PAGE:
(d) Selection from Sequential Method: In this method, units are arranged serially according to some particular orders such as alphabetical, numerical, or geographical sequence. Then out of the list, every 5th, 10th, or any other number may be taken up. For example, if we want to select 15 persons, then start from 15th and select 15th, 30th, 45th, 60th, 75th, and so on.

Stratified Sampling:

This method of selecting samples is a mixture of deliberate and random sampling techniques. In this method, the units of data in a domain are split into various classes or groups (strata) based on their characteristics, and then certain items are selected from these classes by the random sampling technique. This method is also called a mixed technique of sampling.

According to this method, first, the population is divided into homogeneous groups or strata and a sample is taken from each stratum. The basis of classification may be sex, age, class, religion, income, education, landholding, etc. which is known as the stratification factor. The stratification factor is selected in correlation with the problem under study, which becomes a logical basis of stratification.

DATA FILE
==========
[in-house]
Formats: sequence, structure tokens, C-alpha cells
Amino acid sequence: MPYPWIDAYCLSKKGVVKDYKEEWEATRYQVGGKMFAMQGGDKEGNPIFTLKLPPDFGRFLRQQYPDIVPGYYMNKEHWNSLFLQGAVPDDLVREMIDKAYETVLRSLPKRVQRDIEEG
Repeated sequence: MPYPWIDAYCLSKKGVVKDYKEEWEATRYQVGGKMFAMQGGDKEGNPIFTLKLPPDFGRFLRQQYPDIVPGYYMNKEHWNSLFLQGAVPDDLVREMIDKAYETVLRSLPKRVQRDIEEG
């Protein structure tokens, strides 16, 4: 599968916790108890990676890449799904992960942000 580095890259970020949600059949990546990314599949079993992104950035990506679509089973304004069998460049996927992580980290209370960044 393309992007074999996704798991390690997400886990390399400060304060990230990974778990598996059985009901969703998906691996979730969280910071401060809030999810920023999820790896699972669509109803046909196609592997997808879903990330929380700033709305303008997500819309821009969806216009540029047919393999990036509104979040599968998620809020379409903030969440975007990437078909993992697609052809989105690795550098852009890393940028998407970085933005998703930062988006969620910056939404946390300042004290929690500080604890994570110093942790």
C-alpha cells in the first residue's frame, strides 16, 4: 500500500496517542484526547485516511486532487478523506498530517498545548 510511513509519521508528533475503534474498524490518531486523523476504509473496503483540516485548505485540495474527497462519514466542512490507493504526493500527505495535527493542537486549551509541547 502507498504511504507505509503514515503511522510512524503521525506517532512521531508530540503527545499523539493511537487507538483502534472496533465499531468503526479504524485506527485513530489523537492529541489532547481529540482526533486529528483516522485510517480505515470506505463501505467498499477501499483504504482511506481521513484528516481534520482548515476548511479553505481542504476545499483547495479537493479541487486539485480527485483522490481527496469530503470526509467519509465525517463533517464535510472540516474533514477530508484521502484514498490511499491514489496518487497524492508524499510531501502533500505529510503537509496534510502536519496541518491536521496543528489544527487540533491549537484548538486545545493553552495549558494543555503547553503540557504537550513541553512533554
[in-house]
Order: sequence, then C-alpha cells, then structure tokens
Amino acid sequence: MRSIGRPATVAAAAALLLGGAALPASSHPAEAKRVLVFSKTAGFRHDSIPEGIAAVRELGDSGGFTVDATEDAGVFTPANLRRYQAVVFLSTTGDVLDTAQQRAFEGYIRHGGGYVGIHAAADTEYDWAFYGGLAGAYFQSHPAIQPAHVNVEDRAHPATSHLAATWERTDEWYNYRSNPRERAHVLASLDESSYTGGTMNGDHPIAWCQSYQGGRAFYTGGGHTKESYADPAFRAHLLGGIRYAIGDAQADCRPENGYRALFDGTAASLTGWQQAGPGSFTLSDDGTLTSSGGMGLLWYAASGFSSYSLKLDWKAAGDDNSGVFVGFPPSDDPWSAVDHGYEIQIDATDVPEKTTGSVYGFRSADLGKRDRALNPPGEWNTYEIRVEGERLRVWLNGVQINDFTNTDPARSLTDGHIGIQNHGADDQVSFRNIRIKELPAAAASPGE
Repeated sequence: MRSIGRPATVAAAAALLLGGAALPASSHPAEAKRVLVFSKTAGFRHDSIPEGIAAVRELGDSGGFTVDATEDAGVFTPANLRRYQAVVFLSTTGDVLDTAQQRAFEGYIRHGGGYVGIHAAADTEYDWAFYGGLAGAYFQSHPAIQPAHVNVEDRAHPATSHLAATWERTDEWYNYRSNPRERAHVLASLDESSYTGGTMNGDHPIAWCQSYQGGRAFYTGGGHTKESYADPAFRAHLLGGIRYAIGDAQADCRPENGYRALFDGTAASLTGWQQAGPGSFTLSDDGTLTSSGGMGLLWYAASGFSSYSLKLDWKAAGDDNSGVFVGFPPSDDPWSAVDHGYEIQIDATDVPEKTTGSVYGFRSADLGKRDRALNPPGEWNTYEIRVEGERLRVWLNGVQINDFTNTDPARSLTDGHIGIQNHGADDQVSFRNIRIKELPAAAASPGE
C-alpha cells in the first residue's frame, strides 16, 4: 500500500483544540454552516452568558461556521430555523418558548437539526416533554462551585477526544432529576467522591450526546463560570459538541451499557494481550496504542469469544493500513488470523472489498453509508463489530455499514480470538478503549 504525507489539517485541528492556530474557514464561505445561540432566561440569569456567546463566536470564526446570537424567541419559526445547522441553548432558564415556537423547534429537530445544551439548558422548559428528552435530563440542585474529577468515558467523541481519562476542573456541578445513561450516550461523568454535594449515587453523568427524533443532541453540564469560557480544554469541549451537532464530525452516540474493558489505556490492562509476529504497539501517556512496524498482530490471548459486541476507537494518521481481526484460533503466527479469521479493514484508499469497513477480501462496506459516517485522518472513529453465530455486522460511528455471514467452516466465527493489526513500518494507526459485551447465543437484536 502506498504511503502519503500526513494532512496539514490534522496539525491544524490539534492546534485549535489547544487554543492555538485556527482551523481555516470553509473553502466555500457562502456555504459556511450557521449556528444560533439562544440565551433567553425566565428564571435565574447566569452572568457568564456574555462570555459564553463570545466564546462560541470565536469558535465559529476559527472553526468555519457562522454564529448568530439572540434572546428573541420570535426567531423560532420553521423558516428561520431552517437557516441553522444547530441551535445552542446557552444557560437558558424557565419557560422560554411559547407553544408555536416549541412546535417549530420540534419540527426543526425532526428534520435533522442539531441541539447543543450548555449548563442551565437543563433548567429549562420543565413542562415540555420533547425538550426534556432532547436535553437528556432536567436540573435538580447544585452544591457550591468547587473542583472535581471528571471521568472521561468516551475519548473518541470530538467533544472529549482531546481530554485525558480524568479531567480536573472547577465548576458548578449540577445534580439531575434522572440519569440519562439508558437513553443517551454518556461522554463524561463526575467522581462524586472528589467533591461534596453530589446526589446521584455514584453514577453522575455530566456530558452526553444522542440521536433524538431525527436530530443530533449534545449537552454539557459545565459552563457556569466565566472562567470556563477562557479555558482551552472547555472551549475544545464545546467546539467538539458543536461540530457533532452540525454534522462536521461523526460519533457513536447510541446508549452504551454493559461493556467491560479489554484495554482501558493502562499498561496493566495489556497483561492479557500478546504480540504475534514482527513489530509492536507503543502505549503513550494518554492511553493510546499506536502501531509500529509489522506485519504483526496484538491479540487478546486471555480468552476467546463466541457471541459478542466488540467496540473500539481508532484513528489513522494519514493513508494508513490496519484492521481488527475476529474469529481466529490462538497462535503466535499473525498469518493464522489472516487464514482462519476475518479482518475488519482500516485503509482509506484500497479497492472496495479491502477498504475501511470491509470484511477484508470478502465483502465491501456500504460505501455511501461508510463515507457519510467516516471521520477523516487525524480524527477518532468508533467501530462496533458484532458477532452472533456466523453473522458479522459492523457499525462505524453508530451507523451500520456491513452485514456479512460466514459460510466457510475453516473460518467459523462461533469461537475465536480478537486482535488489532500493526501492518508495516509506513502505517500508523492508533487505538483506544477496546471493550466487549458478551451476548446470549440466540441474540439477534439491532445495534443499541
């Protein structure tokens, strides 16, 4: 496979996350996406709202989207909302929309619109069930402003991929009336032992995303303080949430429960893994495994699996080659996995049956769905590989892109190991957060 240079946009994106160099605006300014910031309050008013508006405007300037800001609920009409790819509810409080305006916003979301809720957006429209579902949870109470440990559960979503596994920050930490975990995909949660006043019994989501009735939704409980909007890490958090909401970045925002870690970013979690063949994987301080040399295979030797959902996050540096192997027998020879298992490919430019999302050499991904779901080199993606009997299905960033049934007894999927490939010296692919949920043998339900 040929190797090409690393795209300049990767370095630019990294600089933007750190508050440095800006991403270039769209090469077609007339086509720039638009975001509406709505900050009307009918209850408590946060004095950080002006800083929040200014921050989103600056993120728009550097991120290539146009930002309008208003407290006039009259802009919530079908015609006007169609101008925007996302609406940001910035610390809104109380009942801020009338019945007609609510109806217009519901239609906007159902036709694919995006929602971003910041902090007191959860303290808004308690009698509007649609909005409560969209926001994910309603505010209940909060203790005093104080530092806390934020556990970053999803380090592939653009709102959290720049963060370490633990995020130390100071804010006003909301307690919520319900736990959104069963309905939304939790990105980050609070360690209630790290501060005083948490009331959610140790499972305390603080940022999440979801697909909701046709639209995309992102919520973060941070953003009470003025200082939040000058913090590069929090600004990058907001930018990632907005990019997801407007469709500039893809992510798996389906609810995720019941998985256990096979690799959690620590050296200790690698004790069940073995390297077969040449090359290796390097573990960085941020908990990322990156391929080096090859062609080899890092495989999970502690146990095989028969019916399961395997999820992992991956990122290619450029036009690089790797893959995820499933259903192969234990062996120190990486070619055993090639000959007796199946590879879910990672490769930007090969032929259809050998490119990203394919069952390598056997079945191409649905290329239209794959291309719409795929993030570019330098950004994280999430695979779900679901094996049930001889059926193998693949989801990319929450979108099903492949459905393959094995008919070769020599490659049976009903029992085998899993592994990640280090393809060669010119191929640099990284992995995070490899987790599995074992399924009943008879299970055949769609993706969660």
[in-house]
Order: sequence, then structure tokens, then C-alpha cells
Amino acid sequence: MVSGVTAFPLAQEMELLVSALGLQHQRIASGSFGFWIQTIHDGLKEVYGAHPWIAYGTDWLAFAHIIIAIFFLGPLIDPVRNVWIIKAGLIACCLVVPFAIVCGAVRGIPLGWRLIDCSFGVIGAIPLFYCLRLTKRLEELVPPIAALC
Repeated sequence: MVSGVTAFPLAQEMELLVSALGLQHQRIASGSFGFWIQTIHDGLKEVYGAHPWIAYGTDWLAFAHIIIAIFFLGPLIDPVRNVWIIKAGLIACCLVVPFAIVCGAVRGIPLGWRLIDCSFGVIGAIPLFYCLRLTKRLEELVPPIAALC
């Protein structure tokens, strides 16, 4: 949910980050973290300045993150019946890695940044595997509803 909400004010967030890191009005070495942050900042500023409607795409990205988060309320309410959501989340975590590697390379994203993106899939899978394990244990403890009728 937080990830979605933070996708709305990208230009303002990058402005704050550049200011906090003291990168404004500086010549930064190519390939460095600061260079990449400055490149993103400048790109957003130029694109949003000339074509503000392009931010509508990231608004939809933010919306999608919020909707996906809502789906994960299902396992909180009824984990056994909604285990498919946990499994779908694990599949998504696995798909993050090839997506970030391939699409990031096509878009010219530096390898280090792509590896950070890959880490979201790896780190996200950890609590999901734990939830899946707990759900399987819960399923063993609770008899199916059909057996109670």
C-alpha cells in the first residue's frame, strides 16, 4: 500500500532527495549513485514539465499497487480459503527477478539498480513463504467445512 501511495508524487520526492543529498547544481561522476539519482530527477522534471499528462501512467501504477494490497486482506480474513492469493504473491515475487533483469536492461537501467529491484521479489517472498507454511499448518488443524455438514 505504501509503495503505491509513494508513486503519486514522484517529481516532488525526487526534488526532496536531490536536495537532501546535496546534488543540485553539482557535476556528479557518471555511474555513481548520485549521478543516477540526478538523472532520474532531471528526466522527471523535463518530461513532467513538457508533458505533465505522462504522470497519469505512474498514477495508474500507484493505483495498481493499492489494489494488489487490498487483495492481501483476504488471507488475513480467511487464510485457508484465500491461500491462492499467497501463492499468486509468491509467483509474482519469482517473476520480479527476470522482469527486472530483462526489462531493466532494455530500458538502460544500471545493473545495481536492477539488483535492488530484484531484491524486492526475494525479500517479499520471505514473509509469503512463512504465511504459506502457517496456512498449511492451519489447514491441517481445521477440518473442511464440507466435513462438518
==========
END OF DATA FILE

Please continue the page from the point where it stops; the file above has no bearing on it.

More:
Each stratum in the universe should be large enough so that the selection of items may be done on a random basis.

The advantages of this method are:

  • It is a good representative of the population and it has greater accuracy.
  • It is more precise and to a great extent avoids bias.
  • Sample size may be small in this method that saves time and cost of data collection.
  • This method is mostly used for geographical purposes.

The disadvantages of the stratified sampling method are:

  • It requires the knowledge of the traits of the population.
  • Stratification or classification sometimes becomes difficult and assignment of each unit of the population to a particular stratum can be even more difficult.
  • Attainment of proportion becomes particularly difficult when there is a wide variance in the size of different strata.
  • The result sometimes has to be weighted according to the size of strata, which is a difficult task.

There are two types of stratified sampling methods: